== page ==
The first to get robbed Tuesday on the busy Melrose strip was Zero's, a trendy sneaker store. A man pulled a handgun on an employee in the middle of the day and ordered him to fill garbage bags with shoes, clothes and cash.
Next, a few hours later, it was some gardeners a few blocks away robbed at gunpoint of all their tools.
Then, half a mile down the street, a security camera captured a man hurling a rock through a restaurant window and making off with $3,700 from the cash register in the middle of the night.
The thefts were the latest in a string of brazen armed holdups and other crimes in the Melrose and Fairfax shopping areas in recent months. Although Los Angeles Police Chief Michel Moore accurately reported to the Police Commission this week that overall in the city "robberies are essentially flat" compared with last year, beneath those numbers is a disturbing trend of rising robberies involving guns.
In the first eight months of 2021, 1,218 robberies involving guns were recorded across the city, an 18% increase over the same period last year.
In the LAPD divisions that patrol the popular shopping district along Melrose Avenue and the surrounding neighborhood, the increase has been more dramatic. Armed robberies involving guns have jumped by more than half in Wilshire Division, and Hollywood Division has recorded a 78% rise.
"You've heard of Taco Tuesdays. Well, robberies Tuesday has become the norm in the Melrose district," said Peter Nichols, who helps run Melrose Action, a community group. "We have a violent crime or two or three in the district every week. The common language is lawlessness. ... I have never seen so much chatter about being in fear."
The amount of bloodshed has climbed too. Through Wednesday, 22 people have been shot in Wilshire Division's patrol area — up from 14 during the same period in 2020. There were five homicides in the division through the middle of September in 2020 and 13 this year.
Overall in the city, crime is down 1.4% this year, but violent crime is up 6% and homicides have increased 21%.
In July, when two men attempted to rob a man just off Melrose on Vista Street, their intended victim opened fire with a handgun, wounding them both. The suspects were arrested.
Nichols points to the killing of Jayren Bradford outside Shoe Palace last month as a "tipping point" for merchants and residents. Bradford, 26, who worked at the store, was shot when he tried to break up an argument during a shoe raffle. Police later arrested a 16-year-old boy in the killing.
Last week, a man working at Oldboy barbershop had a gun pointed at his head by a robber. Security video shows the employee ducking for cover behind a white van as the gunman stands over him.
And earlier in September, two men stuck guns in the faces of customers at a sidewalk café on Melrose and made off with their cash, shopping bags and a watch. Days later, LAPD officers arrested a man accused of being the getaway driver.
Dom DeLuca, owner of Brooklyn Projects, a skateboard shop on Melrose, said his sales in September are down more than a quarter. He attributed the drop to the increase in crime.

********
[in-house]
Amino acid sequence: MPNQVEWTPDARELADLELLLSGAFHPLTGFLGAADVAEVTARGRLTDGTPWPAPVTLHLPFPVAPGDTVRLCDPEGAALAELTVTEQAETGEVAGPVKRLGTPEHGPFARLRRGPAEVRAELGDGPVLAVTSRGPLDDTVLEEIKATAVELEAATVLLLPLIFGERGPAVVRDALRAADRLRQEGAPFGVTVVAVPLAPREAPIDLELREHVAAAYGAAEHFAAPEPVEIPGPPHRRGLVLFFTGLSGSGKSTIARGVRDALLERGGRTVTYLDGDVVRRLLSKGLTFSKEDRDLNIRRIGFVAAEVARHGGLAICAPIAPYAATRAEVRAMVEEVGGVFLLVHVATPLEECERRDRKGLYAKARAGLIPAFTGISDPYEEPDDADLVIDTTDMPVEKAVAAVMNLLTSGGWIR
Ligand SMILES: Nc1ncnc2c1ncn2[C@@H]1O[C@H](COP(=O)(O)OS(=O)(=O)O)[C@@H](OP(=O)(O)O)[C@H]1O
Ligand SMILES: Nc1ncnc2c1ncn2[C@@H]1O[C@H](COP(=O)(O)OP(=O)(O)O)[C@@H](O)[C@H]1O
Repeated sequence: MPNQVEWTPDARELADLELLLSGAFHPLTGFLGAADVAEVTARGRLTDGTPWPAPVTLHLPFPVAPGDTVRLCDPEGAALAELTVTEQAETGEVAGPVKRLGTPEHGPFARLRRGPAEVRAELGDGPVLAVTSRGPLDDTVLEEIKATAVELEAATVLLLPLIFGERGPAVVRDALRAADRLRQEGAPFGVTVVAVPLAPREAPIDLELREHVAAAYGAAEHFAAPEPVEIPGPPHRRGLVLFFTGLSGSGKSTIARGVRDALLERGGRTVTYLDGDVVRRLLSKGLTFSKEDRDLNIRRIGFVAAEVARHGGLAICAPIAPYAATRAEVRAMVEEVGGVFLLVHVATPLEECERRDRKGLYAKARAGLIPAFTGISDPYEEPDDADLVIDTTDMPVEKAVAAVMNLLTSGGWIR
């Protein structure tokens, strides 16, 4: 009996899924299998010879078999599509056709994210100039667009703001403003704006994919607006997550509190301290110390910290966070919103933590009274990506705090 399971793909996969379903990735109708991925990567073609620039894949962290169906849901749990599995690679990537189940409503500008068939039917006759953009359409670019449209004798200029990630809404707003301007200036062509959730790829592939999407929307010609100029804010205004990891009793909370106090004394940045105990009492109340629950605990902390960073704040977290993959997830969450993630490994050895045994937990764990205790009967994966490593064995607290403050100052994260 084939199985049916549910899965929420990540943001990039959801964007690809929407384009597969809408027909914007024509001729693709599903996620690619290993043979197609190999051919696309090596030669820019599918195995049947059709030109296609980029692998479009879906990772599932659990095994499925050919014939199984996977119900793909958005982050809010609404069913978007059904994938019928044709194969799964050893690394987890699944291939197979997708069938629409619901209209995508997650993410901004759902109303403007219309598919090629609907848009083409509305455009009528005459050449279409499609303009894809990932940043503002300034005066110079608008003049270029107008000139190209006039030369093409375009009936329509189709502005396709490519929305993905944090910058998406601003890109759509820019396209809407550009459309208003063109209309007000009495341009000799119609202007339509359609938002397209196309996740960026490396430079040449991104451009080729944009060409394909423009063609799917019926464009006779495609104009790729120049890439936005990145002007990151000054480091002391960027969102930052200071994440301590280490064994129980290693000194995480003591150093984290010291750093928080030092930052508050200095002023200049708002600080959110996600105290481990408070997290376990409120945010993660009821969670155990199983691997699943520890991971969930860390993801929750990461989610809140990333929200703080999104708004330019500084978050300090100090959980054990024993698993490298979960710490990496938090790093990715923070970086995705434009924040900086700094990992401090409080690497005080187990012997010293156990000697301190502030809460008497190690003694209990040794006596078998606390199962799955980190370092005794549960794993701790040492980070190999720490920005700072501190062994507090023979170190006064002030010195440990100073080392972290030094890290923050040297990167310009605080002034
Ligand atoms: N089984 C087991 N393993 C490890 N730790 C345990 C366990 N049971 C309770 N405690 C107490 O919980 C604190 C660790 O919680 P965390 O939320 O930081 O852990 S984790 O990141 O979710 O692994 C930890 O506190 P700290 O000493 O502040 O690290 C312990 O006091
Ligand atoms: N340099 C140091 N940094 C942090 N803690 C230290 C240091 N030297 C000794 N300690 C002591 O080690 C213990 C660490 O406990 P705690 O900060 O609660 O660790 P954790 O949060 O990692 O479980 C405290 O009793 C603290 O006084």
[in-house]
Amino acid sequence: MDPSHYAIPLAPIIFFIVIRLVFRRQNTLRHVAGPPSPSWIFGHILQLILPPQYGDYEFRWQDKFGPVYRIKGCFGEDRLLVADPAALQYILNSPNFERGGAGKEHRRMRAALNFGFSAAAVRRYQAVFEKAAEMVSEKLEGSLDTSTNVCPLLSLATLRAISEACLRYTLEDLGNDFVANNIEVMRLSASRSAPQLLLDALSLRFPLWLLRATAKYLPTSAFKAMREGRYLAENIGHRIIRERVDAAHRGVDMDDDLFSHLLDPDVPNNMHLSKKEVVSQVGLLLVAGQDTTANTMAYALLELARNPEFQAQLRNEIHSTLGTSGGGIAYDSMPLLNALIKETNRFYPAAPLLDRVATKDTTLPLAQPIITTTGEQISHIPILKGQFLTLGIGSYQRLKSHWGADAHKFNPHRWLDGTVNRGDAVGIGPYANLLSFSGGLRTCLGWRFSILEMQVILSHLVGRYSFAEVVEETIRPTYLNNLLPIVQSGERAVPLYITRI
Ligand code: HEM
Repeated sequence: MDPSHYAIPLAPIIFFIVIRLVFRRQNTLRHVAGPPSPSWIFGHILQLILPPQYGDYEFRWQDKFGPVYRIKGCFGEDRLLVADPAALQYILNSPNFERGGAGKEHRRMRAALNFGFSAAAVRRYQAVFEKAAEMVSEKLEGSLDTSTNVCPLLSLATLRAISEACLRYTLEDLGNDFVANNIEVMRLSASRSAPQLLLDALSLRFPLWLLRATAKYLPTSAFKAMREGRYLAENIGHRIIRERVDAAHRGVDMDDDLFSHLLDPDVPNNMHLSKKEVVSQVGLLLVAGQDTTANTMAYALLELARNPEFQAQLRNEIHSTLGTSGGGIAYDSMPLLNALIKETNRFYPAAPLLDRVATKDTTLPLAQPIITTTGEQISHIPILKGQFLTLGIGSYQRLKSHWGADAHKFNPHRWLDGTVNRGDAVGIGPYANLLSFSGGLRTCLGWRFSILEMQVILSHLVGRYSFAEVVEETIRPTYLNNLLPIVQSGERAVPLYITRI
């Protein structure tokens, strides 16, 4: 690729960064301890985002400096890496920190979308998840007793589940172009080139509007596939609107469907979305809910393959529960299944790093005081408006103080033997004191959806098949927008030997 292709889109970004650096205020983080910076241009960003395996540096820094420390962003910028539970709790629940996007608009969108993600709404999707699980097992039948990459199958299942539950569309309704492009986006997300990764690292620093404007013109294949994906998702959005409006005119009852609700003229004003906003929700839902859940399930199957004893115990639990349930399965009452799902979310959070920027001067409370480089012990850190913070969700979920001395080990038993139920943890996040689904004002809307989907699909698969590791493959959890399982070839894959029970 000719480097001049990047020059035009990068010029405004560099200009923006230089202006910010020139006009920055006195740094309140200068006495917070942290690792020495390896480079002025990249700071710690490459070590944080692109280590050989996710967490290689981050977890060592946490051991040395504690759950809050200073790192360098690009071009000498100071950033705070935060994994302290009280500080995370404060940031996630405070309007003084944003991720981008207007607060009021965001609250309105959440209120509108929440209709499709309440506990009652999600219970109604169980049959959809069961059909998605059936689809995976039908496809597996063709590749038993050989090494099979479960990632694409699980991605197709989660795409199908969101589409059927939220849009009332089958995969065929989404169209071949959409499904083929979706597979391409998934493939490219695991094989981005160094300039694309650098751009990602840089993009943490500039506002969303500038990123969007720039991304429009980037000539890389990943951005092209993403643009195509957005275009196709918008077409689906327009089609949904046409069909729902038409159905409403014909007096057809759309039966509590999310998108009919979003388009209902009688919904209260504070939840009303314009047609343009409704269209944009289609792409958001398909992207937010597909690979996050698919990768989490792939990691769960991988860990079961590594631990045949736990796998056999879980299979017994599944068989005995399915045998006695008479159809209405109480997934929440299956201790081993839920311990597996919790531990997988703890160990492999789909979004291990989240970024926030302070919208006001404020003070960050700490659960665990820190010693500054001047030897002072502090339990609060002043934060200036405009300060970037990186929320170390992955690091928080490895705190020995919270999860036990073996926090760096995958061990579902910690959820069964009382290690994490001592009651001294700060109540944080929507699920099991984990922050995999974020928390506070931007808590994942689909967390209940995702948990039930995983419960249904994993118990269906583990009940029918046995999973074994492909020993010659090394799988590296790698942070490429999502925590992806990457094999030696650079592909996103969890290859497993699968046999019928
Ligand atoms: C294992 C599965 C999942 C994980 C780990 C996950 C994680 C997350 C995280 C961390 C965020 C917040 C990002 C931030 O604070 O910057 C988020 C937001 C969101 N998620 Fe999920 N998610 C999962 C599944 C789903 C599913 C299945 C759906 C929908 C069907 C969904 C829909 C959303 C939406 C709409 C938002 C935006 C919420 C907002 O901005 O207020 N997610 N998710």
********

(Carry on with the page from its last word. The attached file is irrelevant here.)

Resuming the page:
"In 24 years I have seen the ups and downs of Melrose. The pandemic, we figured a way around that, but we cannot work around crime.
"I have friends who order stuff from my shop and they rather pay shipping than come here," he said. "Tourism is crickets."
DeLuca was critical of Mayor Eric Garcetti, Dist. Atty. George Gascón and Councilman Paul Koretz for what he said were their insufficient steps to address the crisis. Robbers, DeLuca said, feel a sense of impunity because they don't believe they'll get caught.
"The mayor of L.A. needs to come down here to see the great city he talks about, the wonderful shopping district, is crumbling," he said.
LAPD Deputy Chief Blake Chow said the department has put more officers on foot patrols in the area, and when they are not responding to radio calls for help, officers in cars have been directed to drive the shopping corridor. In the weeks since the increased patrols were put in place, crime has dropped significantly, Chow said.
"We have a message for criminals: Stay the hell away because we are doing everything to catch you," said Koretz, whose district includes the shopping area. He said he has put discretionary funds the city gives council members toward paying the overtime hours needed to increase police patrols, to staff a mobile command post on Melrose Avenue and to deploy undercover officers along the popular strip.
But Koretz added that it is clear to him the increase in armed robberies and other crimes involving firearms extends beyond Melrose Avenue. He said the trend is especially troubling in light of the growing number of untraceable ghost guns being seized from suspects.
Nichols, who has lived in the area for 22 years, said the crime over the last several months has been the worst he can recall. Melrose Action, he said, has set up a GoFundMe account to raise money to purchase and install automated license plate readers along Melrose in order to help police identify and catch crime suspects.
"They are pulling out guns in broad daylight with tons of witnesses around, with cameras," he said.
This story originally appeared in Los Angeles Times.